Your Thoughts?

       What do you all think? Is this a Biblical approach to the situation? What are some other ideas that could help someone deal with this issue? How have you handled it in your own life? Please share your thoughts in the comments!

I will be the first to admit that I grew up in a fairly conservative Christian family. It wasn’t as extreme as some stories I’ve heard from my grandparents, but I never saw my parents drink alcohol until my oldest brother’s wedding ceremony and the radio always blared Christian music. None of these are bad things, but these few examples are great indicators of a more conservative spin on Christianity.

In fact, conservative Christianity often abides by several of these rules or behaviors, regardless of whether it is abstaining this or that, in an attempt to live a holy lifestyle. The idea is that as we live holy lifestyles, we can glorify God and be a great counter-example to the world. This is the whole city-on-a-hill mentality. Shine your light upon the darkness. While this can lead to some legalistic tendencies (similar to the Pharisees, which many people are quick to point out), there are many positive things, one of which is the frugal nature of conservative Christianity.

Why Conservatives are Frugal

Despite the criticism that conservative Christians get, there are many financial benefits of living a life free from many of certain behaviors. Here are several activities or items that some (not all) abstain from:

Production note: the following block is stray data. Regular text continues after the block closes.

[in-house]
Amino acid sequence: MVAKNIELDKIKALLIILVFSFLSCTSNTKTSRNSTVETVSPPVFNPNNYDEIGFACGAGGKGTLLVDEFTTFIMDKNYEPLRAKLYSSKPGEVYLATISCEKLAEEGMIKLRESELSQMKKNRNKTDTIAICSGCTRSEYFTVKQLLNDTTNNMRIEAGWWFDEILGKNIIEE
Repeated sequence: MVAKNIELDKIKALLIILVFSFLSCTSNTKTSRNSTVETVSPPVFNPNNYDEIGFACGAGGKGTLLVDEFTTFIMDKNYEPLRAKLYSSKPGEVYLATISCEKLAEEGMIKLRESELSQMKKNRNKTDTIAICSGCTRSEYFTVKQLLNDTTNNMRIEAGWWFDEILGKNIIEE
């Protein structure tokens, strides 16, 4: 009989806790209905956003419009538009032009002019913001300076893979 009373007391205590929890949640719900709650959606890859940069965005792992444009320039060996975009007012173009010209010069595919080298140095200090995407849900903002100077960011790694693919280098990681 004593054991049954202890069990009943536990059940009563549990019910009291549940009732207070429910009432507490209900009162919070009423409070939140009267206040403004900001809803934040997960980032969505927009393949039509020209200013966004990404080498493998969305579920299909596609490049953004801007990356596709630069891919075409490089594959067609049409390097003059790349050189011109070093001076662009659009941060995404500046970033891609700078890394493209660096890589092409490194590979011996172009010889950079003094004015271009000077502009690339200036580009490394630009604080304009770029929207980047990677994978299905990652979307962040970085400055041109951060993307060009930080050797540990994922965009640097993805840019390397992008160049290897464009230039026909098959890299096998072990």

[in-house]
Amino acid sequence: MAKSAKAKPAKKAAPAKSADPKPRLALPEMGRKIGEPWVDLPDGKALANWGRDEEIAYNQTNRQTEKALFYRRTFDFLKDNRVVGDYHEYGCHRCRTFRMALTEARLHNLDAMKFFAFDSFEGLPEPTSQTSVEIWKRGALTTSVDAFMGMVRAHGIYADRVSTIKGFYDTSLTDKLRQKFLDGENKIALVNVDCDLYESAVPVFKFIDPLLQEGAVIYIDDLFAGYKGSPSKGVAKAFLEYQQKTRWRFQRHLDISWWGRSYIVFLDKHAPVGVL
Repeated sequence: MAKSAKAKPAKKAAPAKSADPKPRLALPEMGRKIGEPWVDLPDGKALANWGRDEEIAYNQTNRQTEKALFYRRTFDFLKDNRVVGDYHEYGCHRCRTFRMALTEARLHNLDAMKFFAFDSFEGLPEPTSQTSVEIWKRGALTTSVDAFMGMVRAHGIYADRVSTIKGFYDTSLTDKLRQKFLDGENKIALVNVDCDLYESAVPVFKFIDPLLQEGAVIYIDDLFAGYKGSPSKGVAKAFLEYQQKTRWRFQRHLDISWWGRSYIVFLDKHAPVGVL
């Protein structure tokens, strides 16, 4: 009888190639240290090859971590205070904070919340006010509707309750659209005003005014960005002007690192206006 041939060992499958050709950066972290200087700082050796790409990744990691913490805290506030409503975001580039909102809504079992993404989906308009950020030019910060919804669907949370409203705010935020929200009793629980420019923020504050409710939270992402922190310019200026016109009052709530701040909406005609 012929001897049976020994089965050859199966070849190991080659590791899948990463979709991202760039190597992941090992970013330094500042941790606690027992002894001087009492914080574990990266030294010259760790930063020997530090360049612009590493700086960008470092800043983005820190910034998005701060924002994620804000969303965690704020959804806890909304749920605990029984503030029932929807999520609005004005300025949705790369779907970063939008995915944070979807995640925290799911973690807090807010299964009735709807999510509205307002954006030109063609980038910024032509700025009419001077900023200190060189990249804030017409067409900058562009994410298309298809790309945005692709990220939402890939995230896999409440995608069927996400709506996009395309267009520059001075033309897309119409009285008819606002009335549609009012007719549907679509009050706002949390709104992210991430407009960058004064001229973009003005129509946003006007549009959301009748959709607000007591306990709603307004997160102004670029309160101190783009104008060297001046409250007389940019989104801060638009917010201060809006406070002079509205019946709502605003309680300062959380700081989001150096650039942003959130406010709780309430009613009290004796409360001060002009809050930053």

Movies – Believe it or not, many Christian families and churches forbade going to the movies. It was considered too secular. (In my opinion, they didn’t understand a proper balance between sacred and secular) However, despite my “progressive” (or contemporary) stance, this was a great way to save some bucks. Today, going to a movie can cost more than $30 with tax before food for just two people. I can’t imagine having a large family. By avoiding movies all-together, they can enjoy other forms of entertainment.

Alcohol – Alcohol is probably one of the most debated topics within conservative Christians. Because of the strict adherence to literal interpretations of the Bible, conservative Christians hardly know what to do with passages of Jesus turning water into Wine. I have heard some pastors trying to say that there is a different Greek word used for wine than grape juice and so forth. While it may seem absurd to some of you, the point that I am making is that it saves some serious dough. I just went to two weddings in the same month. One had an open bar and the other didn’t have any alcohol. I can only guess how much more one bride and groom spent than the other. The simple fact is that alcohol costs money. Plain and simple. By avoiding this altogether, you are freeing up your money for other purposes.

The point I wish to make is two-fold. First and foremost, conservative Christianity (even as it changes with time) gets a lot of criticism, but actually contributes towards a healthy financial situation as it protects people from overspending on unnecessary items. Secondly, everything is more complicated than we often make it appear. Regardless of my own beliefs, conservative Christianity often gets blamed for a lot of things wrong in the church without pointing out the positive things. And so, the next time you want to point the finger, try to challenge yourself by asking what are some of the positive things that it/they/he/she has/have to offer.

What other ways does conservative Christianity help people save money?